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Tom Bianchi’s Fire Island Polaroids Bring Gay History to Life
June 29 – September 16Free
FIRE ISLAND PINES: Polaroids 1975-1983, by the celebrated lawyer-turned-artist Tom Bianchi, contains dozens of exuberantly playful and homoerotic SX-70 Polaroid images taken between 1975 and 1983. Bianchi documented the gay community at play in one of the few places where they then could openly be gay men — Fire Island Pines.
The images in the exhibition are color, limited edition, enlarged prints of the Polaroids. The photographs are whimsical and playful. Yet they also harken to the long tradition in art of celebrating the male physique.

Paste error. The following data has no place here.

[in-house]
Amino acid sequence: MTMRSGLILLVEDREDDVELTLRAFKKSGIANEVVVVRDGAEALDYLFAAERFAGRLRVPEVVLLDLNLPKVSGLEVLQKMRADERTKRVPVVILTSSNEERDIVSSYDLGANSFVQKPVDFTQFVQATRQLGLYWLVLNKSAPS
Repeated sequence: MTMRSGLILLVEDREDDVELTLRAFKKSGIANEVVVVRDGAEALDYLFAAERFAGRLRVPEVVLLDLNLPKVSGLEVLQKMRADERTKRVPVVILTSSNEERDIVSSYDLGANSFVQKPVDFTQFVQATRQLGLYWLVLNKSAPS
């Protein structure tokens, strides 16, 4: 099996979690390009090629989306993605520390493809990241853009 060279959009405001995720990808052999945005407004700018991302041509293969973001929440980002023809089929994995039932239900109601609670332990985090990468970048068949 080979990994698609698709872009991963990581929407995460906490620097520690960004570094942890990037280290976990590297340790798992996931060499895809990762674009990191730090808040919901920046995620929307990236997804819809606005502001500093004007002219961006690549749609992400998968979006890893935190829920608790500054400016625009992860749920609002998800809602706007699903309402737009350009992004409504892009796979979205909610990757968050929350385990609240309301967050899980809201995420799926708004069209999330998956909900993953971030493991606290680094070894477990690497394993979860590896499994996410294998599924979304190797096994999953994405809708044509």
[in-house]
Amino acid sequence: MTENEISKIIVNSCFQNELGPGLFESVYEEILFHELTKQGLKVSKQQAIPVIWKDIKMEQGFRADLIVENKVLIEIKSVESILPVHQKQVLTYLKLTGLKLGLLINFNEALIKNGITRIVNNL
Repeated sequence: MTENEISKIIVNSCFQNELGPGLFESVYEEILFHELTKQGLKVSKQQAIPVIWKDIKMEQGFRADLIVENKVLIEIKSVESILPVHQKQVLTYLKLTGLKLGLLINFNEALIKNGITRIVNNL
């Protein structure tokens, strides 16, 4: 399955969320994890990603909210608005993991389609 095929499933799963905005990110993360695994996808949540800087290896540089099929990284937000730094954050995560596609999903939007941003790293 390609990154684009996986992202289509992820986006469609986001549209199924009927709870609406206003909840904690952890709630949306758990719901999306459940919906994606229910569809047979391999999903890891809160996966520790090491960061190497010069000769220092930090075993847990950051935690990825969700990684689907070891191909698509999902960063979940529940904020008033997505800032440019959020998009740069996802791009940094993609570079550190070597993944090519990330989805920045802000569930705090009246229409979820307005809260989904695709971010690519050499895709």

The Pines is a mile-long sliver of some 600 modest and grand houses on a 36-mile long barrier island 60 miles east of Manhattan along the Long Island coast. FIRE ISLAND PINES: Polaroids 1975-1983 is an homage to the free-spirited community that was Fire Island Pines in what is often called the “golden” age in the 1970s.
The Pines was a refuge for as many as 10,000 gay men each weekend who pulled their little red wagons from the harbor to their homes and reveled at afternoon “Tea Dances” and legendary bacchanals. For many it was their first chance to openly walk hand to hand on the beach with a romantic partner.